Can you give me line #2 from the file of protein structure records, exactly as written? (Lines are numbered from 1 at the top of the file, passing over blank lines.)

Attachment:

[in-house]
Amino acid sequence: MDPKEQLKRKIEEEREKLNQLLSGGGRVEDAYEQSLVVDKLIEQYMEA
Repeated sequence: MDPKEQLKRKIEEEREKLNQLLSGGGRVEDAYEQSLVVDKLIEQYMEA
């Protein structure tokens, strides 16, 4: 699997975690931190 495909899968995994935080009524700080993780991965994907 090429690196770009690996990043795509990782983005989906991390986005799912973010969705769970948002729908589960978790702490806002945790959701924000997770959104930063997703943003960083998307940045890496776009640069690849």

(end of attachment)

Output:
Amino acid sequence: MDPKEQLKRKIEEEREKLNQLLSGGGRVEDAYEQSLVVDKLIEQYMEA